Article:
Well, according to the author in this novel it is implied that Reverend Dodgson who while visiting his friends Alfred Tennyson and photographer, Julia Margaret Cameron found her staff outside her home, Dimbola Lodge, painting her red roses that were growing on the bushes white...Remember the scene in Alice in Wonderland where the queen's staff 'mistakenly' paint the red roses white and upon the discovery she shouts, "Off With Her Head"...Could Reverend Dodson have written that scene after Julia Margaret Cameron? Was Julia 'the queen' from Alice in Wonderland? Chapter One opens with...
" A blazing dusty July afternoon at Freshwater Bay; and up at Dimbola Lodge, with a glorious loud to-do, the household of Mrs. Julia Margaret Cameron is mostly out of doors, applying paint to the roses. They run around the garden in the sunshine, holding up skirts and aprons, and jostle on the paths. For reasons they dare not inquire, the red roses must be painted white. If anyone asked them to guess, they would probably say, 'Because it's Wednesday?'
'You're splashing me!'
'Look out!'
'We'll never get it done in time!'
'What if she comes and we're not finished?'
'It will be off with our heads!'
He pauses, tilts his head, and listens tot he commotion with a faraway, satisfied smile. If you knew him better, you would recognize this unattractive expression. It is the smirk of a clever dysfunctional thirty-two year old, middle aged before his time, whose own singular insights and private jokes are his constant reliable source of intellectual delight. 
'O-O-Off with our heads? he muses, and opens a small notebook produced with a parlour magician's flourish from an inside pocket.
'Off with our h---heads?' He makes a neat note with a tiny pencil. 

 Have you ever wondered how to keep your poet laureate husband happy?
Here's what Emily Tennyson might have done...
At Farringford, Emily Tennyson sorted her husband's post. Thin and beady-eyed in her shiny black dress, she had the look of a blackbird picking through worms. She spotted immediately the handwriting of Tennyson's most insistent anonymous detractor and swiftly tucked it into her pocket.
Alfred was absurdly sensitive to criticism, and she had discovered that the secret of the quiet life was to let him believe what he wanted to believe -viz, that the world adored him without the faintest reservation or quibble. To this comfortable illusion of her husband's, in fact, she was steadily sacrificing her life. Emily had a large drawer of unopened letters in her bureau upstairs. She would never let Alfred know of their existence not while there was breath in her body, anyway.
She was pleased to reflect that she was well prepared for Alfred. As a matter of routine, he would ask three questions as he whirled dramatically through the door in his black cloak and sombrero, to which his wife's dutiful answers must always be the same.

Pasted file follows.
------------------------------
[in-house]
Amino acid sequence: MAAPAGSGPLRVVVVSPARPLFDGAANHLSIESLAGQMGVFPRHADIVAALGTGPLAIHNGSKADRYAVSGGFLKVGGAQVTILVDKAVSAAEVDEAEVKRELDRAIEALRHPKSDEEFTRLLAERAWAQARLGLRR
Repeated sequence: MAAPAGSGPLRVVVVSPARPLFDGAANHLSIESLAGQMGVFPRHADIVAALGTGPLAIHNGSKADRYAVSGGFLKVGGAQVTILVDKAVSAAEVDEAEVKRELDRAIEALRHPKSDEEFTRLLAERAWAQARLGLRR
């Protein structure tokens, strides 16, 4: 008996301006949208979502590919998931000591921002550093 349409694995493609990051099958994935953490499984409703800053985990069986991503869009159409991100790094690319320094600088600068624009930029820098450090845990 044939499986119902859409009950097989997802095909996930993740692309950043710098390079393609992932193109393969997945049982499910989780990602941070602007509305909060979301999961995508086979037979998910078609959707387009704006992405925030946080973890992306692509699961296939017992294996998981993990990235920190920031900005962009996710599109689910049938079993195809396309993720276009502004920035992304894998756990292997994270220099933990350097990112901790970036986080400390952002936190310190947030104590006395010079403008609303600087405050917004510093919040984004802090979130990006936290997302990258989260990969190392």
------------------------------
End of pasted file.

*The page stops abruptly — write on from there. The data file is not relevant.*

'Did you check the boys for signs of madness, Emily?'
'Yes dear, I did.'
'Is there an apple pie baked for my dinner?'
'Yes. Cook has seen to it.'
'Is anyone after my head?'
'No, dear, nobody. As I have told you before, Alfred, that's all in your imagination.'

Ellen Terry, aged 17, photo by Julia Margaret Cameron
Portrait by Cameron of G.F. Watts, 1847

Lastly, one funny situation was a discussion between husband and wife G.F. Watts, painter (aged 47) and wife, actress Ellen Terry (aged 16)...that's right...During a dinner scene a conversation between the pair turned into a full blown argument. Watts, keeping calm, addresses Terry in a very direct tone saying, 'Stop being so dramatic'. Dramatic actress, Ellen Terry, loudly bellowing replies quoting Shakespeare's Twelfth Night to which Watts never losing a beat calmly tells her, 'My dear, if you continue with this, I shall have a headache'. I can just picture Watts sitting around his dinner table shoving food in his mouth while Ellen Terry does a scene from Shakespeare, exasperated by his calmness in full blown actress mode, standing before him draped in a lovely gown, too upset to eat! I just found it so funny and very realistic to human nature!

I find myself growing quite fond of Alfred Tennyson. Having read his works and his son's memoir and correspondence it paints a picture of a lovely, quiet, introspective, genius of a man who wants a simple life by the bay with his family. In closing is my favorite scene from Tennyson's Gift. It is Ellen Terry's view of the man after having a discussion with him while walking along the downs...
Alfred Tennyson photographed by Julia Margaret Cameron

Tennyson leaned into the wind. The thing about this man, she realized as she watched his cloak furl and crack behind him like a flag, was that he was rather like a cliff himself. His large white face looked down and shaped by centuries of rain and landslip; and all his life (even when it was quite unnecessary) he seemed to defy a gale, staunch on his stocky Lincolnshire legs, with his chest puffed out. Here was a man who would never discover a sheltered place in the world and then relax in it. Tennyson was a walking personification of the verb 'to buffet'. When Watts was cut up by a review, Ellen had observed that he would mend again by teatime. But Tennyson went all to tatters, and displayed his wounds perpetually, even to people who strenuously desired not to see them. Perhaps his Approbativeness needs looking at, thought Ellen. Tennyson's must be the size of a baby gnat.

Please feel free to leave any comments,

A book review of The Ghost Ship by Kate Mosse

New York Times  bestselling author Kate Mosse returns with  The Ghost Ship , a sweeping historical epic of adventure on the high seas. The B...